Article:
Crossing the pond

OVER 15 YEARS ago, a French crew of 12 men crossed an ocean in a rowing boat, leaving from the Canary Islands, docking 35 days, eight hours and 30 minutes later in Martinique. Apart from the huge challenge of getting themselves across a vast expanse of water, 2,952 miles, and battling 50ft waves, they also managed to smash the world record for rowing across the Atlantic.

Since then there have been many attempts to break the Atlantic rowing record, but all have failed. Nobody has come within two days of beating it, and the average crossing time remains 70 days.

It takes a certain mindset to contemplate taking on such an awesome feat, but Edinburgh-born adventurer Leven Brown is more than ready for the challenge. After crossing the Atlantic solo two years ago, tracing Columbus's route from Cadiz to Trinidad, Brown decided his next project would be to get a select team together to break the Atlantic record, what the Ocean Rowing Society considers the Holy Grail of rowing challenges.

What's more, Brown decided the team would make the attempt in the very boat used by the Frenchmen who held the record. "Le Mondiale is the apt name of the boat, it's French for worldwide", he says, "I bought her from the Ocean Rowing Society, which had acquired her from the original crew, when she was initially sold as a museum piece. "When we discovered that she was in good condition, we resurrected her. I've now bought the boat and she's going to be riding the waves of the Atlantic again very shortly."

After buying Le Mondiale, Brown launched a radio appeal to find candidates with the right mental and physical abilities for the record-breaking attempt, which is set for November. "We need people with quiet confidence, not arrogance, with the courage to follow dreams, but the humility to follow orders," Brown explains.

He initially had more than 200 interested applicants, who were whittled down to 70 interviewees. That number is now down to 20, and the 12 who have made the final cut will be named this month.

Brown describes the process so far as "The X-Factor for rowing boats".

One of the candidates is Edinburgh-based Rob Loder-Symonds, a 35-year-old who works for management accountants and cost consultants Canturian. For him it's "a once in a lifetime chance to try to break a world record".

The training for the expedition is intensive, as each crew member will be required to row in pairs in two-hour shifts for 12 hours each day. A rota will be in operation whereby at any one time eight men will be at the oars, two will be sleeping and the remaining two crew members will be cooking and undertaking other tasks.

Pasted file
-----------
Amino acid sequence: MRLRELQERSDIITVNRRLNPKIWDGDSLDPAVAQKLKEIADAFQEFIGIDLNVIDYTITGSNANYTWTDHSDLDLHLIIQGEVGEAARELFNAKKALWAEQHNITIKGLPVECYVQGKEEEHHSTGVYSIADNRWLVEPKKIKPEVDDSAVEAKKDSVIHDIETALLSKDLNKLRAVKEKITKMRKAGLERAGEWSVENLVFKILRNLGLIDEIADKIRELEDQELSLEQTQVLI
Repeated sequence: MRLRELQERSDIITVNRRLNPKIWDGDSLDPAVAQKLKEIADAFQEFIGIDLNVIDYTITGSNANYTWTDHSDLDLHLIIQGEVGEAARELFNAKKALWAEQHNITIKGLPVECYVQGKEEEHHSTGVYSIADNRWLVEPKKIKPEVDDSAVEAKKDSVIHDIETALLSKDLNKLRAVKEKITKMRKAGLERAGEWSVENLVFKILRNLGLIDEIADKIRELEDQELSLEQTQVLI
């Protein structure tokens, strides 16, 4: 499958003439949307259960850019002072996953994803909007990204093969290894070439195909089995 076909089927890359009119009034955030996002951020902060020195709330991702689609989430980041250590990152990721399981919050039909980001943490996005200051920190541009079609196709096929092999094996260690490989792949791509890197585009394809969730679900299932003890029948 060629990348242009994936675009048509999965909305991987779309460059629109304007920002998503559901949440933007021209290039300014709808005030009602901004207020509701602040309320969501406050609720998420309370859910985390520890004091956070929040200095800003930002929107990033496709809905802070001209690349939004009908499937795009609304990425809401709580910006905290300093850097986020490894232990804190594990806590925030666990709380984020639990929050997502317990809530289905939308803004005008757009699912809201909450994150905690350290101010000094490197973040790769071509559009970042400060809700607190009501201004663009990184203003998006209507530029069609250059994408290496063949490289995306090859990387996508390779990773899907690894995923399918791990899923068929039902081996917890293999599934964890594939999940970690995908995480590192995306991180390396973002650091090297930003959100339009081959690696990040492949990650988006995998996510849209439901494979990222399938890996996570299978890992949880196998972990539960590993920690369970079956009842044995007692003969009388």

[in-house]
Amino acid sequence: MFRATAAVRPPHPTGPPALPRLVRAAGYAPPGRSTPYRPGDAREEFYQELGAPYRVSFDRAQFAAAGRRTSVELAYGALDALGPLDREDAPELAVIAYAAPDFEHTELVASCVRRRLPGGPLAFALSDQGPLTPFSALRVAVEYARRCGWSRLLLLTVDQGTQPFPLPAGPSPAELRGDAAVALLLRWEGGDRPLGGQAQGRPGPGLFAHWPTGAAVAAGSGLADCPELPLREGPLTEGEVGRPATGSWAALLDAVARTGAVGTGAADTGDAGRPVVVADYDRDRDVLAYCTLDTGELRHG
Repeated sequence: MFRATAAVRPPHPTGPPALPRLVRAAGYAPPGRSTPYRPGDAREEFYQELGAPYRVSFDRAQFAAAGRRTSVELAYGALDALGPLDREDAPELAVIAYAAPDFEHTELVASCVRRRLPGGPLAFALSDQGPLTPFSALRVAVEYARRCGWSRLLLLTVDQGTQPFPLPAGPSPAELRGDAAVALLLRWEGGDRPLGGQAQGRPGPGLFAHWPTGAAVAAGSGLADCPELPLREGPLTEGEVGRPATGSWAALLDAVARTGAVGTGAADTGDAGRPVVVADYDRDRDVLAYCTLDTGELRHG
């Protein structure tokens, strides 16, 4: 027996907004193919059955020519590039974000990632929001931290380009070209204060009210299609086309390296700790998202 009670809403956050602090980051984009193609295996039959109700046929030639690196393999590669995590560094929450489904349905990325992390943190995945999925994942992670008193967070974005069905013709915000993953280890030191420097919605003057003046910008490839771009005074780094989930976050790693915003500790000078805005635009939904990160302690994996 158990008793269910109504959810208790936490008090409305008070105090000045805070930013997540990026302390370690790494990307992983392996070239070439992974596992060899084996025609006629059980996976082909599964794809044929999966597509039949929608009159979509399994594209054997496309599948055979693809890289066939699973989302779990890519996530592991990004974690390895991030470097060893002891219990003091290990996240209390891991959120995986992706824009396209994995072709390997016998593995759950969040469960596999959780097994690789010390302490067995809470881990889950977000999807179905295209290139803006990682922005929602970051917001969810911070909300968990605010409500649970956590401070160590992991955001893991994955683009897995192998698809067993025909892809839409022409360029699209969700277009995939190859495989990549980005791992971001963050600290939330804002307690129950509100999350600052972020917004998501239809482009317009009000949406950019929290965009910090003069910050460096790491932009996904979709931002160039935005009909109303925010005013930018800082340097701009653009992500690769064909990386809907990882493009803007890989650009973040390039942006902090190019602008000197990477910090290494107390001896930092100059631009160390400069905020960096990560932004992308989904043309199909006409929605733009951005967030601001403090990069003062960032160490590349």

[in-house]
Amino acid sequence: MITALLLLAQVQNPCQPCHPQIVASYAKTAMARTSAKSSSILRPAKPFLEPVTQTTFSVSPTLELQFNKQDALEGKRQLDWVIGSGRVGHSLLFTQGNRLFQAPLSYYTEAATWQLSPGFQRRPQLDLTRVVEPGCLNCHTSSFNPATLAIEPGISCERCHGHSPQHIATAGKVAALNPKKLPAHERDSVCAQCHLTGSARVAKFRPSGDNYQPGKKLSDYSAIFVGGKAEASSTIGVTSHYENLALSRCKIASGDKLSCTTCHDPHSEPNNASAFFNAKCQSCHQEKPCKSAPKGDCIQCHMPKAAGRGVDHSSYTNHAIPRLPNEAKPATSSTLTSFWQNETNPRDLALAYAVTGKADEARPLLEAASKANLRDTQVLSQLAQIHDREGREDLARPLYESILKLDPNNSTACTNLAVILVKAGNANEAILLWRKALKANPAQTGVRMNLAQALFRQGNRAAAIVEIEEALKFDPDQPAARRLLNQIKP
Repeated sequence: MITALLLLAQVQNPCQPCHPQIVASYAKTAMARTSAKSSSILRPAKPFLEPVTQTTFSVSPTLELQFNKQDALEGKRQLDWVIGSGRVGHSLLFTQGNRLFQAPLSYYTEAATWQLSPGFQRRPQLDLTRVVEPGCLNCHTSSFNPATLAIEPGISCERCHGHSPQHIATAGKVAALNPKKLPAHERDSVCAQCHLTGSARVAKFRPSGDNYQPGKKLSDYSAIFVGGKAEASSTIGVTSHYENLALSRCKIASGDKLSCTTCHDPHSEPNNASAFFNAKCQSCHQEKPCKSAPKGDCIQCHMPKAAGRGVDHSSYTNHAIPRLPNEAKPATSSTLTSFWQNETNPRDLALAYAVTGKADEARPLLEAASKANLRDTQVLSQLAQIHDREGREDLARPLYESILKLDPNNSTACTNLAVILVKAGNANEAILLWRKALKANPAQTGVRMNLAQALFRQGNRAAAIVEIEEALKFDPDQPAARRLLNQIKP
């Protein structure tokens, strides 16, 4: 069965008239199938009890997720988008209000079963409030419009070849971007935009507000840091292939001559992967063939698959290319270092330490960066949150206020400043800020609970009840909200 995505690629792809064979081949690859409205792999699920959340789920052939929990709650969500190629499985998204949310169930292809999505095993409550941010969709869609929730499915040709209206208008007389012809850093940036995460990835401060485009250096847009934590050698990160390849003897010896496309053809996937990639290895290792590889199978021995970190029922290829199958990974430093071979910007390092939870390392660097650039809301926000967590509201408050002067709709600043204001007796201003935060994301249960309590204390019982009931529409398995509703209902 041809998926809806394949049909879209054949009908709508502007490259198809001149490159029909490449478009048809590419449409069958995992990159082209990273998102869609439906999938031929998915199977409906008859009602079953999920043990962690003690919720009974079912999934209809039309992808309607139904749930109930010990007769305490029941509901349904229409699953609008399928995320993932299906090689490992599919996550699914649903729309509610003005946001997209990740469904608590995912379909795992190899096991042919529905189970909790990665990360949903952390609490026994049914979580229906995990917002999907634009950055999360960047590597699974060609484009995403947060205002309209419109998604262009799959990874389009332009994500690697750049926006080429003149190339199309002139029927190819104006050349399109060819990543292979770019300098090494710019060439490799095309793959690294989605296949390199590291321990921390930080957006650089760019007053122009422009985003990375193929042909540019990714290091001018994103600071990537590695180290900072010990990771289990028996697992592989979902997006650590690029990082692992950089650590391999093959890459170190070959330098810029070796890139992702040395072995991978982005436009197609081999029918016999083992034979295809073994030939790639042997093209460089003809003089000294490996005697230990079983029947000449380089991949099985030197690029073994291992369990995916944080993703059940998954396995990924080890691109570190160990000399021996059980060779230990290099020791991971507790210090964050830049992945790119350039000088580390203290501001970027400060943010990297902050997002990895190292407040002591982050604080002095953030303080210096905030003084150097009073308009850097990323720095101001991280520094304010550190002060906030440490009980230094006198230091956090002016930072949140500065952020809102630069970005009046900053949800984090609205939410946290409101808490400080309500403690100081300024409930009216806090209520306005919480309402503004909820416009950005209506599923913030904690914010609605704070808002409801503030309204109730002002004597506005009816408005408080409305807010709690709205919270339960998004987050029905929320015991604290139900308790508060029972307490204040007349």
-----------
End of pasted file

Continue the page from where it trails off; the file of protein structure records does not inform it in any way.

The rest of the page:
The potential team is currently doing mainly land training so there's no chance of damaging the boat, the reason for the failure of most attempts. "I'm looking forward to the world record attempt but I'm trying to focus on what I can control, and that's my fitness and my mental state," says Loder-Symonds. "I'm training on land at the moment, concentrating on stamina training and rowing on the indoor rowing machine".

Loder-Symonds may be in optimum physical condition, but he stresses that the expedition involves a profound mental challenge. "When Leven named the short-list, he chose us for the right character fit and temperament - it's equally as important as being physically fit."

Brown adds: "Choosing the right crew is a little like trying to pick astronauts who'll get on together. We have got very difficult conditions in a small environment."

One of the main hurdles for the rowers will be sleep deprivation, so the potential team members will gather later this month for a sleep-deprivation exercise before Brown names who has made the crew. "This preparatory operation will be very physical," he says. "We'll climb about ten Munros - the equivalent of climbing about half of Mount Everest's height - swim across Loch Tay and paddle about 60 miles in kayaks, as well as getting not much sleep and hardly any food."

Apart from the physical preparation, Loder-Symonds is still seeking a business sponsor for his part in the trip, which will cost him 10,000. The crew will wear branded clothing and the sponsors will be involved in talks before and after the challenge. There may even be post-expedition television footage, as Brown is in the process of recruiting a documentary cameraman to join the crew and record a high-tech captain's log.

So what are the odds of them smashing the world record when they set sail in November?

"The record has stood for 15 years because it's a very tough record to beat," says Brown. "We're quietly confident as we're running the boat a lot lighter than the French did.

"I think we've got a better crew in terms of the overall fitness, so we'll just keep our fingers crossed and see what happens".

• For more details about the record attempt, visit

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